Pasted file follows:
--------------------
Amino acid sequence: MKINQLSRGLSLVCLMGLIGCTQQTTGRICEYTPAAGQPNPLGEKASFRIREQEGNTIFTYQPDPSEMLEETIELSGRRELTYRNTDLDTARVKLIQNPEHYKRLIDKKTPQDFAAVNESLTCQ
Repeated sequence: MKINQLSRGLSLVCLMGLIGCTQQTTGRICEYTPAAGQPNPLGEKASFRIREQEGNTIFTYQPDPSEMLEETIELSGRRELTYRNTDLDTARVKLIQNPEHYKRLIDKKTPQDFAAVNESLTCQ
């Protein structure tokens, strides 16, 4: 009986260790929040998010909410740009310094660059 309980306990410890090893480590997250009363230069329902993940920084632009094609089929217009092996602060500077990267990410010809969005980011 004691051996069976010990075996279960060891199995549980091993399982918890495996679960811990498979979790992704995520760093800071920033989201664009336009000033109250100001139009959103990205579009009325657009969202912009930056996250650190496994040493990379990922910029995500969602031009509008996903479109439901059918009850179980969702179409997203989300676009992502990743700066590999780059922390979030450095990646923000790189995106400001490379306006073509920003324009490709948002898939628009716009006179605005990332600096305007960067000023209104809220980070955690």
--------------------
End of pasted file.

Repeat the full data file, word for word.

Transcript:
Amino acid sequence: MKINQLSRGLSLVCLMGLIGCTQQTTGRICEYTPAAGQPNPLGEKASFRIREQEGNTIFTYQPDPSEMLEETIELSGRRELTYRNTDLDTARVKLIQNPEHYKRLIDKKTPQDFAAVNESLTCQ
Repeated sequence: MKINQLSRGLSLVCLMGLIGCTQQTTGRICEYTPAAGQPNPLGEKASFRIREQEGNTIFTYQPDPSEMLEETIELSGRRELTYRNTDLDTARVKLIQNPEHYKRLIDKKTPQDFAAVNESLTCQ
């Protein structure tokens, strides 16, 4: 009986260790929040998010909410740009310094660059 309980306990410890090893480590997250009363230069329902993940920084632009094609089929217009092996602060500077990267990410010809969005980011 004691051996069976010990075996279960060891199995549980091993399982918890495996679960811990498979979790992704995520760093800071920033989201664009336009000033109250100001139009959103990205579009009325657009969202912009930056996250650190496994040493990379990922910029995500969602031009509008996903479109439901059918009850179980969702179409997203989300676009992502990743700066590999780059922390979030450095990646923000790189995106400001490379306006073509920003324009490709948002898939628009716009006179605005990332600096305007960067000023209104809220980070955690």